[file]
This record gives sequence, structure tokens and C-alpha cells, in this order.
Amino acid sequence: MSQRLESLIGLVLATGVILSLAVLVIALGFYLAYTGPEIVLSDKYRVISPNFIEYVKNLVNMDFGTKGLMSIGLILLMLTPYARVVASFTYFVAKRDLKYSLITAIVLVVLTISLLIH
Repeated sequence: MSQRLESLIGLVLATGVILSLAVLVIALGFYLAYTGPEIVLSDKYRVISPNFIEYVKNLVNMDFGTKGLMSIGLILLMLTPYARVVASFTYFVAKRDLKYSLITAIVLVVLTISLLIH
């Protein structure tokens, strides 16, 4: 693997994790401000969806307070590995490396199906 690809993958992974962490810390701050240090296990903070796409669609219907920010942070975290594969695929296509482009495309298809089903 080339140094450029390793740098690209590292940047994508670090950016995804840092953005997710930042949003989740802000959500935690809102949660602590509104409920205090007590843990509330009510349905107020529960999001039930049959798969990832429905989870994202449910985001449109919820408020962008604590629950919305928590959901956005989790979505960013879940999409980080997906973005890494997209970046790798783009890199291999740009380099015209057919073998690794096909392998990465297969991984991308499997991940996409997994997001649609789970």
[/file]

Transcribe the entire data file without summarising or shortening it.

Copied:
This record gives sequence, structure tokens and C-alpha cells, in this order.
Amino acid sequence: MSQRLESLIGLVLATGVILSLAVLVIALGFYLAYTGPEIVLSDKYRVISPNFIEYVKNLVNMDFGTKGLMSIGLILLMLTPYARVVASFTYFVAKRDLKYSLITAIVLVVLTISLLIH
Repeated sequence: MSQRLESLIGLVLATGVILSLAVLVIALGFYLAYTGPEIVLSDKYRVISPNFIEYVKNLVNMDFGTKGLMSIGLILLMLTPYARVVASFTYFVAKRDLKYSLITAIVLVVLTISLLIH
């Protein structure tokens, strides 16, 4: 693997994790401000969806307070590995490396199906 690809993958992974962490810390701050240090296990903070796409669609219907920010942070975290594969695929296509482009495309298809089903 080339140094450029390793740098690209590292940047994508670090950016995804840092953005997710930042949003989740802000959500935690809102949660602590509104409920205090007590843990509330009510349905107020529960999001039930049959798969990832429905989870994202449910985001449109919820408020962008604590629950919305928590959901956005989790979505960013879940999409980080997906973005890494997209970046790798783009890199291999740009380099015209057919073998690794096909392998990465297969991984991308499997991940996409997994997001649609789970």